Tuesday, January 18, 2011

Responding to a Revision Letter


Remember when you used to get a school essay returned with the teacher's red writing and correction marks all over it, pointing out all the spelling, grammar, punctuation, and even larger mistakes you made? What really hurt and brought your grade down were those larger mistakes, such as misunderstanding what the content of the essay was supposed to be or what structure the report format was to follow.

In the fiction publishing world, the editor is the one who wields the figurative red pencil. Usually there are two--the acquisition editor, who looks for those big content and structural errors, and the copy editor, who looks for smaller errors in formatting and fact-checking. When you have a contract with a publishing house, the acquisition editor must be happy with the manuscript before he or she "accepts" it and the book is put on a publication schedule. Without acceptance, there won't be a book and the author doesn't get paid.

As a result, we authors tend to bite our nails after turning in a manuscript, waiting nervously to see what the acquisition editor will say in his or her "revision letter." The revision letter lists changes that must be made before a manuscript will be accepted. I recently received my revision letter from my acquisition editor at Midnight Ink for book two of the RM Outdoor Adventures mystery series, that I'm calling Wicked Eddies. I was greatly relieved to see that it didn't include any huge changes, like "get rid of this chapter/scene," "fix this plot hole," or "I hate this character's personality."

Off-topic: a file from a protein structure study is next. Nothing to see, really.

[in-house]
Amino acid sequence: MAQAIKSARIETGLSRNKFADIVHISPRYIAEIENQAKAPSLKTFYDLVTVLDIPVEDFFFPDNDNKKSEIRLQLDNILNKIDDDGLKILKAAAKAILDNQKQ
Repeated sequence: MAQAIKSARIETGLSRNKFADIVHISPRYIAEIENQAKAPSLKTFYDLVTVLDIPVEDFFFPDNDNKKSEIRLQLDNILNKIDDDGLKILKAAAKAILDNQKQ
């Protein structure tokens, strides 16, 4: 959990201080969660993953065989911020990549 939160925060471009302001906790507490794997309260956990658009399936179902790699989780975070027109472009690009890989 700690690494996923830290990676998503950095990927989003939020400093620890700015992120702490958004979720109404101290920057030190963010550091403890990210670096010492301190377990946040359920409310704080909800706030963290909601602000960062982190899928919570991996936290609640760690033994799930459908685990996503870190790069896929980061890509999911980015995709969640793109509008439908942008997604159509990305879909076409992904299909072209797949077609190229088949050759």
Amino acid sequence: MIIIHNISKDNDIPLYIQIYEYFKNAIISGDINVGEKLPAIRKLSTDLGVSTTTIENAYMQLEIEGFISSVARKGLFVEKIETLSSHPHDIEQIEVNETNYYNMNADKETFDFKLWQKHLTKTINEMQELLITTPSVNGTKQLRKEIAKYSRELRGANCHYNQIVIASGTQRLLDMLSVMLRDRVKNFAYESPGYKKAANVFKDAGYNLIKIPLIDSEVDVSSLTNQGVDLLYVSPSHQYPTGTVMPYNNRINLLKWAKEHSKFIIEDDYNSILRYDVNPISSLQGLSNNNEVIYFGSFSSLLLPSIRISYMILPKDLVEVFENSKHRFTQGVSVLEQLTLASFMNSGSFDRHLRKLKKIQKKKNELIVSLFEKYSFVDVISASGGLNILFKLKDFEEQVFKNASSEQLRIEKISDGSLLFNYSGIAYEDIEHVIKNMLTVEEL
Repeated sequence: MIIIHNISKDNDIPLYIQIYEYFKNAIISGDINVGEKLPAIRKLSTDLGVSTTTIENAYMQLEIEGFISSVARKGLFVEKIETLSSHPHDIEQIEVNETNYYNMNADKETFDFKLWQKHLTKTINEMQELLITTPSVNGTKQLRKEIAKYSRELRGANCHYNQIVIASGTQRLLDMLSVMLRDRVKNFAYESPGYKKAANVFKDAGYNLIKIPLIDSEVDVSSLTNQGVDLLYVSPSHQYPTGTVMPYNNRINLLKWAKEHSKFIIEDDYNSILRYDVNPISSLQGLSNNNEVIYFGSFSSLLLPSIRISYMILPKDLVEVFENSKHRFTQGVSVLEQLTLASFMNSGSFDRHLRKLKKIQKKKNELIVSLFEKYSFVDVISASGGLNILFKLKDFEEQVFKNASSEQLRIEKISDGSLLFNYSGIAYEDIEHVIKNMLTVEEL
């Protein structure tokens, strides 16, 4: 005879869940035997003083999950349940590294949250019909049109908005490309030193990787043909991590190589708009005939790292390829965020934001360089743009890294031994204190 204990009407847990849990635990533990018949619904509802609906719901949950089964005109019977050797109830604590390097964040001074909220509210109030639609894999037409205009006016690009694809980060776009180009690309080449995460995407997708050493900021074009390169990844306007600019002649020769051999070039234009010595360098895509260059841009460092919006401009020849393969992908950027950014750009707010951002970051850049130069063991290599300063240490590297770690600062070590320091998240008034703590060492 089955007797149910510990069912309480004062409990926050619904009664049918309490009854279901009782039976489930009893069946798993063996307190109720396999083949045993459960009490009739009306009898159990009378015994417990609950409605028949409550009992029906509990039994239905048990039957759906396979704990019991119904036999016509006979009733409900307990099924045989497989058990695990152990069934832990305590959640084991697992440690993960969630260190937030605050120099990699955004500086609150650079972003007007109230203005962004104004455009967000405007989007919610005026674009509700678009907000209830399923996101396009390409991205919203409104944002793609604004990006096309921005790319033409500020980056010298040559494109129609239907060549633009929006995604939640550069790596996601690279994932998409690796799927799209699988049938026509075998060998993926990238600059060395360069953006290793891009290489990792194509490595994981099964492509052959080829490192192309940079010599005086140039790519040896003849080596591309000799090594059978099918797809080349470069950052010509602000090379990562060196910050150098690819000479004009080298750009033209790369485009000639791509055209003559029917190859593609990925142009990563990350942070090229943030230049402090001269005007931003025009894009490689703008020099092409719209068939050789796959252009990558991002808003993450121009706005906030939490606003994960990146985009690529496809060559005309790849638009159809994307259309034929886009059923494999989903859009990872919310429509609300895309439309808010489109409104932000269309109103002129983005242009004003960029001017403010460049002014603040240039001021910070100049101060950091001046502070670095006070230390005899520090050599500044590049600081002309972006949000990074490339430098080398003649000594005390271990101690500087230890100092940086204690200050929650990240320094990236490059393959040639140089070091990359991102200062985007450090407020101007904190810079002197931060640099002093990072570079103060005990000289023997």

Phew!

Instead, I needed to whittle down the narrative in one chapter, define the distance from point A to point B in a scene setting, make it clear that one character is not asking another character the same question in two places but is asking different questions, and make a plot timeline issue clearer in the reader's mind. These were all eminently doable fixes that required work, but not a huge amount of work. So, I set my fingers to typing.

A few days ago, I sent the revised manuscript off to my acquisition editor. I'm now waiting to hear if my changes are acceptable or not. If not, I'll revise some more. If so, we have a GO! on this book, and the publication countdown begins.

Do I ever quibble with my editor about revisions? No. Not with any of my three publishers. They all have good editors on staff who work hard to meet their goal--to make your book the best it can be. If the acquisition editor says there's a problem, there's a problem. I may propose a different solution to the problem than the solution the editor suggests, but I never argue to ignore it and leave it be. This is all part of the process of being a professional author, working as a team member to produce the best possible product.

5 comments:

Beth Groundwater said...

And here's the good news to share with those who read the comments:
My acquisition editor accepted the manuscript for Wicked Eddies yesterday and it's been put into the production queue! Whoo hoo!

kourtneyheintz said...

Congrats on getting to Go! I love your approach to editing with editors. Very professional and mature. You must have great working relationships with them. :)

I try to apply a similar method to feedback from critique groups. I may not like what they say or how they say to fix it, but I always take a look at what the issue is and try to fix it.

Beth Groundwater said...

Thanks, Kourtney, and your attitude with critique groups is great practice for dealing with editors. I feel the same way about my critique group's comments. If they resonate with my gut, I make the suggested changes or find some other way to fix the problem.

Alan Orloff said...

Congrats, Beth!

I turned my ms in about five hours ago. Now I get to wait. Good times, good times.

Beth Groundwater said...

Hey Alan, sounds like we're on the same track!